Dependency Injection In Flutter

Zubair Rehman
Jun 16, 2019 · 5 min read*IQQcFoHRGzR6S5A7.png


Dependency Injection (DI) is a design pattern used to implement Inversion of Control. It allows the creation of dependent objects outside of a class and provides those objects to a class through different ways. Using DI, we move the creation and binding of the dependent objects outside of the class that depends on them. This brings a higher level of flexibility, decoupling, and easier testing.

In this article, we’ll learn how to use dependency injection in Flutter using Inject (A Compile-time dependency injection for Dart and Flutter, similar to Dagger) through simple examples.

Why would you even need to use DI?

I don’t intend to go in depth in the theory of the pattern but consider the following class:

While there is nothing inherently wrong with the previous class it presents two main problems:

  • It’s impossible to mock the wheel to test the Car class in isolation.
  • If you had a SteelWheel and a PlasticWheel it would not be possible to interchange them without changing the consumer.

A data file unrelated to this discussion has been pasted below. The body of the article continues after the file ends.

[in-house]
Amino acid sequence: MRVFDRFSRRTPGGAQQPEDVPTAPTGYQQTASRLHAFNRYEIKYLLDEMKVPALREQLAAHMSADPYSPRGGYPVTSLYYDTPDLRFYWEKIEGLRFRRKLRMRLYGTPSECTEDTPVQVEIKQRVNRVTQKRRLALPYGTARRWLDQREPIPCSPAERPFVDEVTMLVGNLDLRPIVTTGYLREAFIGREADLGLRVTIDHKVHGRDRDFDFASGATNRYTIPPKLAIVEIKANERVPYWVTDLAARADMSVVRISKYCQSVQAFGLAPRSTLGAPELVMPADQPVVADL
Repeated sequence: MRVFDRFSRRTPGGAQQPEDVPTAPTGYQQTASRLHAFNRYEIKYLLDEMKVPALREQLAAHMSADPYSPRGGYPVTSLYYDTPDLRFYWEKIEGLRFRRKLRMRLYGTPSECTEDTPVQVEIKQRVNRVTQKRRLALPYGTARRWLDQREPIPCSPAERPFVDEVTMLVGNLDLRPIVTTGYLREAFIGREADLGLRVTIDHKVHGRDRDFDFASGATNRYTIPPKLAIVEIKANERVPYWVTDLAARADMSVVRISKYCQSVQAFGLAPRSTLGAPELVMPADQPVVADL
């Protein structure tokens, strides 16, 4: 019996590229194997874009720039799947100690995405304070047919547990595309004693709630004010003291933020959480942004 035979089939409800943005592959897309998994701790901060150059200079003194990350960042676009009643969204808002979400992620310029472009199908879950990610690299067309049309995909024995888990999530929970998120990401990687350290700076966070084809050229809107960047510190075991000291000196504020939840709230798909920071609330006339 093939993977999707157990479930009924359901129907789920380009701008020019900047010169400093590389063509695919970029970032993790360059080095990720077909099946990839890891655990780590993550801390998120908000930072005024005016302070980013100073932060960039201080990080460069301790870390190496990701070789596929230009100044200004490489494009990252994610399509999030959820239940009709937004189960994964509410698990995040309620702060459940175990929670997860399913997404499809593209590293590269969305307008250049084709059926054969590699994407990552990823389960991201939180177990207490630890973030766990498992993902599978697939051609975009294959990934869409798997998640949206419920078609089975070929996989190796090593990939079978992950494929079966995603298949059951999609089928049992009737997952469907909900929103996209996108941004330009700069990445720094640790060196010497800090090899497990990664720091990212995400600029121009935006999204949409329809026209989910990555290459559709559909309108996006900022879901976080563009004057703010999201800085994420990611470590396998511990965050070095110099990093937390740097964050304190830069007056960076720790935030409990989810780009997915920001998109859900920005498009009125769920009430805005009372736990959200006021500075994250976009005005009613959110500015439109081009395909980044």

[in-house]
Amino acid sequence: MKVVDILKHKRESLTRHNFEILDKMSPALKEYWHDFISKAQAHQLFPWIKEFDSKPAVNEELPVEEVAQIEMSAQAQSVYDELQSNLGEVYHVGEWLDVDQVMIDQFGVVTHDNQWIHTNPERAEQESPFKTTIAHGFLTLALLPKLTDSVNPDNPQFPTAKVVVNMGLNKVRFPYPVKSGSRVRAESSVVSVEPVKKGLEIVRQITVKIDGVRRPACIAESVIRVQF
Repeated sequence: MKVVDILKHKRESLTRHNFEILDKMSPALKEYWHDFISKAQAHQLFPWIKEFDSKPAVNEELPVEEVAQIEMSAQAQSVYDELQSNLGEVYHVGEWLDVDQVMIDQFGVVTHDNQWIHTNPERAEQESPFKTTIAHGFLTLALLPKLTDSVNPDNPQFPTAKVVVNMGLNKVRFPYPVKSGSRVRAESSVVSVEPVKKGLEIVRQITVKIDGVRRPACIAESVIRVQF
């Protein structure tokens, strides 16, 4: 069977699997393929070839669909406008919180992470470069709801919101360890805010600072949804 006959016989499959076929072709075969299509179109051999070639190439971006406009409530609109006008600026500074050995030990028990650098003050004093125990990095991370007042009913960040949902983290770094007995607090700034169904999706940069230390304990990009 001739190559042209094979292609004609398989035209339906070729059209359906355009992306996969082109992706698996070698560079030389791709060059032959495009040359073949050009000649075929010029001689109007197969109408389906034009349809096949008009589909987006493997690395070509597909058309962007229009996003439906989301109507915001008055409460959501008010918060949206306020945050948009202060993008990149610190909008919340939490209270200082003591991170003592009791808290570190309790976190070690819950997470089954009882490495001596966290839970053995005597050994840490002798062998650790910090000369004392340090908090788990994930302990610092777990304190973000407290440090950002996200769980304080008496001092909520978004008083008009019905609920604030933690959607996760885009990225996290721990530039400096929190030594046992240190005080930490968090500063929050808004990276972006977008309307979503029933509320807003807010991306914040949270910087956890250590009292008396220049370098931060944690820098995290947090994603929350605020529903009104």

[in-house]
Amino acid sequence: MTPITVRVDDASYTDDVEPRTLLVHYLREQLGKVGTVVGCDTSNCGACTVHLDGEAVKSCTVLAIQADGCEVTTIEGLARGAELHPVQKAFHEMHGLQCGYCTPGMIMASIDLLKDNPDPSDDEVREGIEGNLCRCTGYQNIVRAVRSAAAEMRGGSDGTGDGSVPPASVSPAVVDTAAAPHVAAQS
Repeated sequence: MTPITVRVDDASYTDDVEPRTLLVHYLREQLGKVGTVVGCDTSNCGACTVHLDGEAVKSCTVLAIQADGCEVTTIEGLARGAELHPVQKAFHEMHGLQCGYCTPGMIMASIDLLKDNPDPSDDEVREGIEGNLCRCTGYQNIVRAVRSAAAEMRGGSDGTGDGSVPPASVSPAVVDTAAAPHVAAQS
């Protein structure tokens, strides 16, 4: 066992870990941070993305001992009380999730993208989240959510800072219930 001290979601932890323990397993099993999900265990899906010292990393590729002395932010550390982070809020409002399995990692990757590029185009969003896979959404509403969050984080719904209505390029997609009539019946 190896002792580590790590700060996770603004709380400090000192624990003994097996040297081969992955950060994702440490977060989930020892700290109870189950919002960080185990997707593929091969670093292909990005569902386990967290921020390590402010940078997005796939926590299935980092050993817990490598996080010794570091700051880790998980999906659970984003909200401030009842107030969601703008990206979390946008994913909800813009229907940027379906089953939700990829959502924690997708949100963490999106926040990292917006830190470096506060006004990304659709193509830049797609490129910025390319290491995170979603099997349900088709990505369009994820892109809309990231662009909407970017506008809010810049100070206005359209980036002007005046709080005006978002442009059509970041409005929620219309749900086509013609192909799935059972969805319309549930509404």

We can easily solve these issues by providing the Wheel so the car can make use of it instead, like so:

   // database instance
final Wheel _wheel;
// Constructor
drive() {

It’s easy to see why class with many dependencies can get out of hand very fast following the first path.

Dependency Injection in Flutter

Dependency Injection is a simple pattern but often times libraries are used to abstract it away from the developer. Many of these libraries use reflection (mirrors in Dart). Flutter presents two issues, however:

  • Mirrors are disabled for performance reasons.
  • The nested nature of widgets makes it impractical to pass dependencies many levels down the tree.

We will overcome these issues by using Inject library. Inject uses the following annotations:

  • @Injector: A inversion of control container constructed from a builder or a set of modules
  • @Module and @Provides: define classes and methods which provide dependencies